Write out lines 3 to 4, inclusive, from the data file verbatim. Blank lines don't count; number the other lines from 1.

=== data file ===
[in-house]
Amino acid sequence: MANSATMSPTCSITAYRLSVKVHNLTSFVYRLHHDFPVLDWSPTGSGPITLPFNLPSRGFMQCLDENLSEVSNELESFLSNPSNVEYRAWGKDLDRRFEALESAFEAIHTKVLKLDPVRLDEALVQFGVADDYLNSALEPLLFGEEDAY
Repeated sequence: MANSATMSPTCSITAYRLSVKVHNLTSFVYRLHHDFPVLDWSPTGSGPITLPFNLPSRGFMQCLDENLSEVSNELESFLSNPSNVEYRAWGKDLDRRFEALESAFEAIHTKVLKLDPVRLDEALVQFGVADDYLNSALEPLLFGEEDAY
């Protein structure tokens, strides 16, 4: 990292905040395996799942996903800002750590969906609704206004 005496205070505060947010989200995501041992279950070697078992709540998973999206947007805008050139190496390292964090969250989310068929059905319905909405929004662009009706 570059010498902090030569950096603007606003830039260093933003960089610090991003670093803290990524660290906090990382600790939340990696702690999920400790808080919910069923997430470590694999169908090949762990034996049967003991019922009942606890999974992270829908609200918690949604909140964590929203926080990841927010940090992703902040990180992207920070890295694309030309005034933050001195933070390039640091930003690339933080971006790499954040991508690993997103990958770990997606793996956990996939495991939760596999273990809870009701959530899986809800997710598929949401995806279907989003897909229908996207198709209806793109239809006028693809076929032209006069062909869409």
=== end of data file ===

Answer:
Repeated sequence: MANSATMSPTCSITAYRLSVKVHNLTSFVYRLHHDFPVLDWSPTGSGPITLPFNLPSRGFMQCLDENLSEVSNELESFLSNPSNVEYRAWGKDLDRRFEALESAFEAIHTKVLKLDPVRLDEALVQFGVADDYLNSALEPLLFGEEDAY
């Protein structure tokens, strides 16, 4: 990292905040395996799942996903800002750590969906609704206004 005496205070505060947010989200995501041992279950070697078992709540998973999206947007805008050139190496390292964090969250989310068929059905319905909405929004662009009706 570059010498902090030569950096603007606003830039260093933003960089610090991003670093803290990524660290906090990382600790939340990696702690999920400790808080919910069923997430470590694999169908090949762990034996049967003991019922009942606890999974992270829908609200918690949604909140964590929203926080990841927010940090992703902040990180992207920070890295694309030309005034933050001195933070390039640091930003690339933080971006790499954040991508690993997103990958770990997606793996956990996939495991939760596999273990809870009701959530899986809800997710598929949401995806279907989003897909229908996207198709209806793109239809006028693809076929032209006069062909869409």